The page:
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Opening Statement of Hon. Ginny Brown-Waite, Ranking Republican Member, and a Representative in Congress from the State of Florida

Mr. Chairman, thank you for yielding.

Mr. Chairman, when news reports came out last year showing a spike in surgical deaths at the Marion, Illinois VA Medical Center, we on this committee were concerned.  We wanted to know whether this was an isolated incident or more widespread than reported.

On September 14, 2007, Ranking Member Buyer and I wrote a letter asking for an investigation by the Office of the Inspector General into the spike in surgical deaths.  I ask unanimous consent that a copy of this letter be submitted for the official hearing record. 

I hope to hear from the IG this morning about the results of this investigation.  On November 6, 2007, our Senate counterparts held a hearing on this issue as well.  During this hearing, GAO testified that in their 2006 review of VA’s credentialing requirements, it made four recommendations that VA medical facility officials must:

  1. Verify that all state medical licenses held by physicians are valid;
  2. Query Federation of State Medical Boards (FSMB) database to determine whether physicians had disciplinary action taken against any of their licenses, including expired licenses;
  3. Verify information provided by physicians on their involvement in medical malpractice claims at a VA or non-VA facility; and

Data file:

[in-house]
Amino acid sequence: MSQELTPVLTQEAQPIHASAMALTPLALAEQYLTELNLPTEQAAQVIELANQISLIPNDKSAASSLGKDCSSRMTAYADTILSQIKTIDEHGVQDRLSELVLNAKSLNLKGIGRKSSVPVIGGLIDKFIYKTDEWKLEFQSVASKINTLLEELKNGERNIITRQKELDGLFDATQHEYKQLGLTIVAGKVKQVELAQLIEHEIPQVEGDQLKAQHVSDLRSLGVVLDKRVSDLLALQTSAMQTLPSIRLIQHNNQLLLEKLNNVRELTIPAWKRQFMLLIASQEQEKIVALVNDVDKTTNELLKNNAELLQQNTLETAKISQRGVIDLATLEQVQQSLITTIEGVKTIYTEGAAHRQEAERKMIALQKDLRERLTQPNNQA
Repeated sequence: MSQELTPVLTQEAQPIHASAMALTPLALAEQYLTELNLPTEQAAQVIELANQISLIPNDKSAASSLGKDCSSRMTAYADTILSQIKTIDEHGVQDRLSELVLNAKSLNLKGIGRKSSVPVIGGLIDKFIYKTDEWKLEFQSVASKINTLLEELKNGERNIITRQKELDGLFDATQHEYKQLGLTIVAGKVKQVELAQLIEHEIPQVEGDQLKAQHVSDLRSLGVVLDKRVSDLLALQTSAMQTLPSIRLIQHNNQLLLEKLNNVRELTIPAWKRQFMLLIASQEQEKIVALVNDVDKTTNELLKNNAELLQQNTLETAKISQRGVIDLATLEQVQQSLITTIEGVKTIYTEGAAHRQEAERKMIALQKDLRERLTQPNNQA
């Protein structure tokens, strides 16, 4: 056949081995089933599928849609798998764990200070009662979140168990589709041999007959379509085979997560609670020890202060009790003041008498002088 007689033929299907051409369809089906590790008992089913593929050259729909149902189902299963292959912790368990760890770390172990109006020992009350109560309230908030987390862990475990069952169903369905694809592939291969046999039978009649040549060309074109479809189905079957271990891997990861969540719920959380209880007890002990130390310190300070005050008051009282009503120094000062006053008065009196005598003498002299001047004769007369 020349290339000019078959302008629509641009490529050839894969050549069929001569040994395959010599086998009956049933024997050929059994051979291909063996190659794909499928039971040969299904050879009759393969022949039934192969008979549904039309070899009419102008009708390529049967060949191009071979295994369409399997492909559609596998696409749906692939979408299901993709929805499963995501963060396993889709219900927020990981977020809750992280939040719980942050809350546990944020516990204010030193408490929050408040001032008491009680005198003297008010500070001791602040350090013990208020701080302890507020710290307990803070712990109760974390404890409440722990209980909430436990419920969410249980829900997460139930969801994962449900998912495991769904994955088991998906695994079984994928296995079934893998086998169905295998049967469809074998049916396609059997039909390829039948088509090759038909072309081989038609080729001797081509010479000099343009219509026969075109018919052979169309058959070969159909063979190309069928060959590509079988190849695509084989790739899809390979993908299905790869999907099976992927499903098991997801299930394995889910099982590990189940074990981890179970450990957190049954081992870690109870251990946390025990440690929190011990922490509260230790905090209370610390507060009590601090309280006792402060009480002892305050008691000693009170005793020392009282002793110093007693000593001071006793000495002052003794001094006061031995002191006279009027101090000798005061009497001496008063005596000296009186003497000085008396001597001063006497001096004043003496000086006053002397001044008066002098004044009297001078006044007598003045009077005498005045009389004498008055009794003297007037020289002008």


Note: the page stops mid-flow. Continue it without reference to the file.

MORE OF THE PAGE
4. Query the National Practitioner Data Bank to determine whether a physician was reported to this data bank because of involvement in VA or non-VA paid medical malpractice claims, display of professional incompetence, or engaged in professional misconduct. 

I am interested to hear if the VA was following all of the recommendations.  If they were, I would like to know how a physician who lost his license in the state of Massachusetts, but was still licensed in the state of Illinois, was allowed to practice at the VA facility in Marion, IL. 

It is imperative that we explore the circumstances of this situation to prevent similar cases in the future.  To do this, several questions need answering.  

How current are the national databases available to maintain licensing standards, and how is information on licensing actions disseminated to other states?  

The current NPDB system does not inform the agency of actions taken against a license, although I understand that they are developing a prototype to provide Proactive Disclosure Services.  Has VA enrolled in this prototype?

Committee Members have been told repeatedly that the VA has one of the best healthcare systems in the nation.  The VA healthcare system is one that many other hospitals and health care systems are trying to emulate. 

However, when the VA maintains credentialing for a practitioner whose license has been revoked in another state, we must question the quality of care being provided to our nation’s veterans.  

Also, it is apparent that the scope of privileging and the commensurate appropriateness of staffing support has not been afforded the professional due diligence of responsible senior management.  VA’s premier health care delivery system is marred by some senior managers asleep at the wheel.

When veterans come to VA hospitals and outpatient clinics, they should not have to worry about whether or not their physician has a valid license to practice medicine. 

Veterans should not have to worry about whether the state of Massachusetts has revoked the license of a doctor practicing in Illinois for quality of care issues. 

Our veterans trust that the VA does its part to ensure practitioners in VA medical facilities are the best trained and most qualified individuals to care for them.  For the VA to do anything less is unacceptable.

Thank you for calling this hearing, Mr. Chairman.  I look forward to the witness testimony.